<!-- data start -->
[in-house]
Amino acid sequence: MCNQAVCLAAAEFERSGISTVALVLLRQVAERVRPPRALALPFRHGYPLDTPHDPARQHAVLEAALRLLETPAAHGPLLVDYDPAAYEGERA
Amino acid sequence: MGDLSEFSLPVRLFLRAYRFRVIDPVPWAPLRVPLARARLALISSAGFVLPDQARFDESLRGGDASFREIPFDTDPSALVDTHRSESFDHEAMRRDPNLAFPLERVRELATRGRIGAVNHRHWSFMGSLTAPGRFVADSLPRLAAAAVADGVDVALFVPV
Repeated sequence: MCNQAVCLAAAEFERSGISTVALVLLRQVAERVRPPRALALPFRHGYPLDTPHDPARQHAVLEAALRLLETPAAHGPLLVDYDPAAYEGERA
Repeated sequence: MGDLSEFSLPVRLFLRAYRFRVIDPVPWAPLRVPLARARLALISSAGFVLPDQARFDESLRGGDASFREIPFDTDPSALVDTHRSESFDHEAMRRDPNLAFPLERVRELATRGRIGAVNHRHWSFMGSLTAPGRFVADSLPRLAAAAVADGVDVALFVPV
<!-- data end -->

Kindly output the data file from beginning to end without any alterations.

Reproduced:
[in-house]
Amino acid sequence: MCNQAVCLAAAEFERSGISTVALVLLRQVAERVRPPRALALPFRHGYPLDTPHDPARQHAVLEAALRLLETPAAHGPLLVDYDPAAYEGERA
Amino acid sequence: MGDLSEFSLPVRLFLRAYRFRVIDPVPWAPLRVPLARARLALISSAGFVLPDQARFDESLRGGDASFREIPFDTDPSALVDTHRSESFDHEAMRRDPNLAFPLERVRELATRGRIGAVNHRHWSFMGSLTAPGRFVADSLPRLAAAAVADGVDVALFVPV
Repeated sequence: MCNQAVCLAAAEFERSGISTVALVLLRQVAERVRPPRALALPFRHGYPLDTPHDPARQHAVLEAALRLLETPAAHGPLLVDYDPAAYEGERA
Repeated sequence: MGDLSEFSLPVRLFLRAYRFRVIDPVPWAPLRVPLARARLALISSAGFVLPDQARFDESLRGGDASFREIPFDTDPSALVDTHRSESFDHEAMRRDPNLAFPLERVRELATRGRIGAVNHRHWSFMGSLTAPGRFVADSLPRLAAAAVADGVDVALFVPV